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Comics Adaptations Causing Fractured Fandom

We are now full swing into the summer blockbuster season for Hollywood, and let’s take a tally of movies that are currently out or soon to arrive that originate from the pages of comic books.  Captain America: The Winter Soldier.  The Amazing Spider-Man 2.  X-Men: Days of Future Past.  Hercules.  Guardians of the Galaxy.  Teenage Mutant Ninja Turtles.  Sin City: A Dame to Kill For.  Kingsman: The Secret Service.  Big Hero 6. 

I am so looking forward to this one.

I am so looking forward to this one.

All of this, without mentioning the big hitters coming soon, such as the second Avengers movie, or the one that finally brings Wonder Woman to the screen while pitting Batman v. Superman.  All of this, a range of titles for the young to the mature.  And these are only Hollywood films.  Consider all of the movies made from comic books around the world, and the numbers are staggering.  The top ten comic book adaptation movies have grossed around $4.05 billion dollars in just over a decade, proving their dominance at the box office in the United States and around the world.

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Comics Versus Literary Adaptations

Back in 2007, I attended Comic-Con.  At the time, I presented a paper on comics adaptations into films and the roles of “true believers” at the Comics Arts Conference.  However, it was while I was at that venerable convention, surrounded by the fans and true believers Hollywood was hoping to capture (their energy, their money, their time) by making these adaptations, that I really pondered the ideas I was espousing in the presentation.


What follows are my thoughts on these ideas from then.  I write them down as I am transcribing from my notebook to a source of more, in all honesty, security and longevity.  And because I want to get myself into the habit of writing my thoughts on the research process down as they come to me.  So to get into the habit for the future, I turn to remembering what I’ve done in the past.

And so, it began…

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Comics Adaptations and True Believers

Think about all of the movies being made lately adapting a comic book or graphic novel.  The superhero movie has become it’s own genre, with every major Hollywood studio trying to create tentpole franchises on well known, and not well known, superheroes.  The studios are even “re-imagining” superheroes who have been in franchises, or attempt at franchises, that have failed or petered our.  X-Men, SpiderMan, Superman, the Fantastic Four and Ghost Rider are some examples of current superheros that are undergoing attempts to remake their images.

But why should they have to remake their image?

Apparently, in their first go around, the producers failed to produce a media product the audience wanted.  In the cases of X-Men and SpiderMan, this failing occurred in the third film. With Superman, an initial attempt at a re-imagining fell flat.  With Fantastic Four and Ghost Rider, the first real adaptations did not sell well enough.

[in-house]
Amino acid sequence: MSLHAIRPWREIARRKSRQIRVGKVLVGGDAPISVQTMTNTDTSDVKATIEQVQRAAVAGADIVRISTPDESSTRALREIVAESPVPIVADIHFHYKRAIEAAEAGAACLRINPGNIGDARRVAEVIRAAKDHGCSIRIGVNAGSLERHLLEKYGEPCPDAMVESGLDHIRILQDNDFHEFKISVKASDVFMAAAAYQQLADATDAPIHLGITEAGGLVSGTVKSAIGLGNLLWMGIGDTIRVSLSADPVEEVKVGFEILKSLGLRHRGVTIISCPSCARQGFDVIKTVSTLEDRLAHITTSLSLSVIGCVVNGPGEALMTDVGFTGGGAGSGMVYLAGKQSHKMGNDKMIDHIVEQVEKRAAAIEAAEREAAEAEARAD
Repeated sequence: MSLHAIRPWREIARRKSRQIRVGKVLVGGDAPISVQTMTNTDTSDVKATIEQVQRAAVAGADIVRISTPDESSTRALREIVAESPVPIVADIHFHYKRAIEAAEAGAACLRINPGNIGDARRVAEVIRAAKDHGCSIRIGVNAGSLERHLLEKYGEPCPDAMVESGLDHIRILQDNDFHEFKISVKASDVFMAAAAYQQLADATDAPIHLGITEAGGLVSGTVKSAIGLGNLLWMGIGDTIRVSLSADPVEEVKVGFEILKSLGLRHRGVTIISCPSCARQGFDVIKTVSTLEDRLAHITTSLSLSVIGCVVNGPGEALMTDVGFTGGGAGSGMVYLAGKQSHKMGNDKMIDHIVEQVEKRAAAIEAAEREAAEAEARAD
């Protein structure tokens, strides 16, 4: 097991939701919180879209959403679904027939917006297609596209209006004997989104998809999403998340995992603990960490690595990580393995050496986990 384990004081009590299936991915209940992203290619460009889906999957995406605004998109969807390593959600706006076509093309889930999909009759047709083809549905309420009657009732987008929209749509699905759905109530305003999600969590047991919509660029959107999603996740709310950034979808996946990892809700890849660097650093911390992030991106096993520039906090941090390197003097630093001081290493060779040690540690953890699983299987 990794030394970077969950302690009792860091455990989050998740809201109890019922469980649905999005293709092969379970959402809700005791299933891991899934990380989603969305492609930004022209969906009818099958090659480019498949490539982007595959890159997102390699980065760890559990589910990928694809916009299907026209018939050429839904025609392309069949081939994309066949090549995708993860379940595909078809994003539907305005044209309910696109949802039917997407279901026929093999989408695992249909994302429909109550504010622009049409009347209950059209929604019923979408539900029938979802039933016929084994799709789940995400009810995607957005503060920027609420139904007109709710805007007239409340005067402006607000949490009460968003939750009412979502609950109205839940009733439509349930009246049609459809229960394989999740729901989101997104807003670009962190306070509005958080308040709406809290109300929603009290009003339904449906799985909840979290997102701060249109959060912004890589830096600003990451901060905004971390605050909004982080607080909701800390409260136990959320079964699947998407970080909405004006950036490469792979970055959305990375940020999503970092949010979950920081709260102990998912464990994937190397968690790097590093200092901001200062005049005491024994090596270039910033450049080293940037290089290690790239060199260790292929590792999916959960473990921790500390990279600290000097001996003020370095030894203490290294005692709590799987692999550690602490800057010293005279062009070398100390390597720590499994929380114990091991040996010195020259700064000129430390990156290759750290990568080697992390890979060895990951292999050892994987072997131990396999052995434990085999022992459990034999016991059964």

But what makes for a good superhero movie?


In my paper, Comics Adaptations and True Believers, I argue one thing producers should consider are the expectations the fans of these original comic books and graphic novels have when they attempt to adapt such media products to another medium.  These expectations could be formed on several aspects of the canon: the visual representation, the implied aural representation, characterization and plot elements.  For a shorter version of this theorization, I gave a presentation at the Comic Arts Conference of Comic-Con 2007:

Now, I would not argue this should be the only consideration for producers of any adaptations. Of course they should attempt to make the best movie possible at that time, even if that means straying from canon. Naturally, their concern is to appeal to a larger audience who may not have even heard of some of the superheroes being adapted from comic panels to film strips. And the ability to be faithful to canon is impossible for many superheroes whose histories have often been rewritten to adapt them as time went on: a process known as retconning.

However, I would argue that no producer should completely disregard the canon from which the adaption comes: especially for iconic elements in the visual, aural, characteristic or plot aspects of the superhero’s representation. The more iconic the aspect, the more the fans will expect it. Failure to adhere to these icons could be interpreted as disrespecting the material and the history of the superhero.

More important than being completely faithful to the canon, producers should not disrespect the canon through their manipulation of the material or how they engage with the fans before, during and after production. Above everything else, disrespecting the material is disrespecting the fans. And in this day and age, when fans are interconnected via the Internet, share spoilers and criticisms with the speed of electrons, and are the financial force behind ancillary marketing profits, no producers can feel save if they do not respect the fans and the fans’ love for the canon.

To disrespect the fans it to hamper the adaptation, and most likely insuring a re-imagining down the way.


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